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. (March 2013)
The InterAcademy Panel Statement on Population Growth is an international scientist consensus document discussing and demanding a halt of the population expansion. This was the first worldwide joint statement of academies of sciences, and their cooperative InterAcademy Panel on International Issues. It was signed by 58 member academies and began as follows.
Let 1994 be remembered as the year when the people of the world decided to act together for the benefit of future generations.
Between October 24 and October 27, 1993, an international "scientist's top summit" was held in New Delhi, India, with representatives from academies of sciences from all over the world. This grew out of two previous meetings, one joint meeting by the British Royal Society and the United States National Academy of Sciences, and one international meeting organised by the Royal Swedish Academy of Sciences. The scientists discussed the environmental and social welfare problems for the world population, and found them closely linked to the population expansion.
In the year 1950, there were approximately 2.5 billion (2,500 million) humans alive in this world. By 1960, the number had reached 3 billion, and by 1975 was at 4 billion. The 5 billion mark was reached around 1987, and in 1993, at the New Delhi meeting, academics estimated the population to be 5.5 billion. For some time, world food production had been able to roughly match population growth, meaning that starvation was a regional and distributional problem, rather than one based on a total shortage of food. The scientists noted that increased food production on land and on sea in the previous decade was less than the population increase over the same period. Moreover, by increased food production and otherwise, the population growth was contributing to a loss of biodiversity, deforestation and loss of topsoil, and shortages of water and fuel. The academics noted that the complex relationships between population size and various environmental effects were not fully understood, but that "there is no doubt that the threat to the ecosystem is linked to population size and resource use". They were aware of the problems with increasing greenhouse emissions and other environmental threats, and found these linked to the population growth.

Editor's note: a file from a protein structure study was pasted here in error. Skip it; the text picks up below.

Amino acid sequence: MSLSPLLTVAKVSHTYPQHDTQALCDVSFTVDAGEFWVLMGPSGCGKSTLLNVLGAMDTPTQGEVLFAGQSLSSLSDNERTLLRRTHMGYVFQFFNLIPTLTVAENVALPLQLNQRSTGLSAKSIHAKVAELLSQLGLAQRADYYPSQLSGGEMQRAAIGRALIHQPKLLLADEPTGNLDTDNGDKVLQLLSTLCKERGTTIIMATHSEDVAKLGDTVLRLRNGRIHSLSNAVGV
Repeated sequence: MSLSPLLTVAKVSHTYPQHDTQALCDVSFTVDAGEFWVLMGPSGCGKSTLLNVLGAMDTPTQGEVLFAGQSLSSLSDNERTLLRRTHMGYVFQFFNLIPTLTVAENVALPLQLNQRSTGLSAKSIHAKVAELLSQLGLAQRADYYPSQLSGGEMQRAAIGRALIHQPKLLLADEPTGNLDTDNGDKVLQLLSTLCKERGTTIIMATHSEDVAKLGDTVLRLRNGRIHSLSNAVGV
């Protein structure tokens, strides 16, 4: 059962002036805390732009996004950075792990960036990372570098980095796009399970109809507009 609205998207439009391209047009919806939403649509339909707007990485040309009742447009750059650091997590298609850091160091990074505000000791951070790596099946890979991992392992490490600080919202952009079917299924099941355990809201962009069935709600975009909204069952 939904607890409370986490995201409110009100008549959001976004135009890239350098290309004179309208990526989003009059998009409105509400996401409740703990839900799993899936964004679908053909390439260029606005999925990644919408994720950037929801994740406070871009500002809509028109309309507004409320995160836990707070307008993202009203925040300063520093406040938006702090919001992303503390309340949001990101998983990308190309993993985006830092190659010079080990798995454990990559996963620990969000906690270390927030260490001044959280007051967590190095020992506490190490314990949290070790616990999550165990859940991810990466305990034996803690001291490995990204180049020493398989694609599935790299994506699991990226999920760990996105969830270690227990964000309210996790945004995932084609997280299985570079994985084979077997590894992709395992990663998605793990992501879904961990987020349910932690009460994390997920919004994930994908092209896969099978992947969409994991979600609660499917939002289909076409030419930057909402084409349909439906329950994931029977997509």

The scientists decided to adopt a resolution on the problems and on the means to solve them, and that this resolution should be put to vote by the respective national academies of science. In 1993, they also established the InterAcademy Panel, in order to coordinate this and future similar consensus resolutions on important global issues.
The academies note that "the world is undergoing an unprecedented population expansion", and that it is necessary to stop it. In fact, we must reach "zero population growth within the lifetime of our children", if we are to achieve the "common goal", which was defined as "the improvement of the quality of life for all, both now and succeeding generations", including "social, economic and personal well-being while preserving fundamental human rights and the ability to live harmoniously in a protected environment".
Moreover, these goals are achievable, but in order to achieve them it is not sufficient to halt the population expansion. At the same time, a number of actions need to be taken, in order to improve health and welfare, and lessen the negative human impact on the environment. Finally, more research in these areas is needed.
The proposed actions are codified in 21 points. Those directly dealing with halting the population growth include furthering equal opportunities for women, easy access to cheap and safe contraceptives, family planning programmes, broad primary health care and education, and increased research on cultural, religious, and other factors, which "affect reproductive behavior". In accordance with the respect for fundamental human rights, the measures do not include any kind of coercion, but enabling and encouragement for choosing to limit the number of children in a family.
Other points include governmental policies recognizing longer-term environmental responsibilities; assistance from the industrialised to the developing world for environmental problems; pricing and taxing that take environmental cost into account, and thus influence consumer behaviour, and transitions to less energy consumptive economies.